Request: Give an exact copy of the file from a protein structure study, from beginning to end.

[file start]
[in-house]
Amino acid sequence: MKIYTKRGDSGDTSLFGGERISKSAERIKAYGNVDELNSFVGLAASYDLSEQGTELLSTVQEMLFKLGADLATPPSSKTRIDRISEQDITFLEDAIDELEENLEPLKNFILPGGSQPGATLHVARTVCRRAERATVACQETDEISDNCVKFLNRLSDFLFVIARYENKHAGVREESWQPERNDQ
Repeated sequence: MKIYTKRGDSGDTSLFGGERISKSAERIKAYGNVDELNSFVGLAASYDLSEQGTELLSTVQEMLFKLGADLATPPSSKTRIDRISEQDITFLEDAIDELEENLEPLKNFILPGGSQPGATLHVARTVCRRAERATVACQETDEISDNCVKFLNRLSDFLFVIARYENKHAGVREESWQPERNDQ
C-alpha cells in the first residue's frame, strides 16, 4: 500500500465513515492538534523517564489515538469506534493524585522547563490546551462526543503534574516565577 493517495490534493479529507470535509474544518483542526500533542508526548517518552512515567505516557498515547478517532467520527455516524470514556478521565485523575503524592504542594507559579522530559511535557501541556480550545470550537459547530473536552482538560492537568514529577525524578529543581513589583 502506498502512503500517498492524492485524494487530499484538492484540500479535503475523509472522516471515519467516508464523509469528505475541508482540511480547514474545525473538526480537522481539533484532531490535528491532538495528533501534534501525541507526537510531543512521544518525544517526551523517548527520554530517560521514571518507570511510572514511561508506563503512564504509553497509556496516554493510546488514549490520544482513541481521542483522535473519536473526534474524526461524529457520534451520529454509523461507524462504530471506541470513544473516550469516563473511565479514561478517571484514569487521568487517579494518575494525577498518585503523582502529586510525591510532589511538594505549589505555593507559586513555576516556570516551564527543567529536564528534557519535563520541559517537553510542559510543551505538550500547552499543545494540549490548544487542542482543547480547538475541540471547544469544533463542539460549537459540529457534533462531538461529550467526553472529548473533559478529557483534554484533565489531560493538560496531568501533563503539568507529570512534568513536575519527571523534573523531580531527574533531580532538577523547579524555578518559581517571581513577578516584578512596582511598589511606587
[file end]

[in-house]
Amino acid sequence: MKIYTKRGDSGDTSLFGGERISKSAERIKAYGNVDELNSFVGLAASYDLSEQGTELLSTVQEMLFKLGADLATPPSSKTRIDRISEQDITFLEDAIDELEENLEPLKNFILPGGSQPGATLHVARTVCRRAERATVACQETDEISDNCVKFLNRLSDFLFVIARYENKHAGVREESWQPERNDQ
Repeated sequence: MKIYTKRGDSGDTSLFGGERISKSAERIKAYGNVDELNSFVGLAASYDLSEQGTELLSTVQEMLFKLGADLATPPSSKTRIDRISEQDITFLEDAIDELEENLEPLKNFILPGGSQPGATLHVARTVCRRAERATVACQETDEISDNCVKFLNRLSDFLFVIARYENKHAGVREESWQPERNDQ
C-alpha cells in the first residue's frame, strides 16, 4: 500500500465513515492538534523517564489515538469506534493524585522547563490546551462526543503534574516565577 493517495490534493479529507470535509474544518483542526500533542508526548517518552512515567505516557498515547478517532467520527455516524470514556478521565485523575503524592504542594507559579522530559511535557501541556480550545470550537459547530473536552482538560492537568514529577525524578529543581513589583 502506498502512503500517498492524492485524494487530499484538492484540500479535503475523509472522516471515519467516508464523509469528505475541508482540511480547514474545525473538526480537522481539533484532531490535528491532538495528533501534534501525541507526537510531543512521544518525544517526551523517548527520554530517560521514571518507570511510572514511561508506563503512564504509553497509556496516554493510546488514549490520544482513541481521542483522535473519536473526534474524526461524529457520534451520529454509523461507524462504530471506541470513544473516550469516563473511565479514561478517571484514569487521568487517579494518575494525577498518585503523582502529586510525591510532589511538594505549589505555593507559586513555576516556570516551564527543567529536564528534557519535563520541559517537553510542559510543551505538550500547552499543545494540549490548544487542542482543547480547538475541540471547544469544533463542539460549537459540529457534533462531538461529550467526553472529548473533559478529557483534554484533565489531560493538560496531568501533563503539568507529570512534568513536575519527571523534573523531580531527574533531580532538577523547579524555578518559581517571581513577578516584578512596582511598589511606587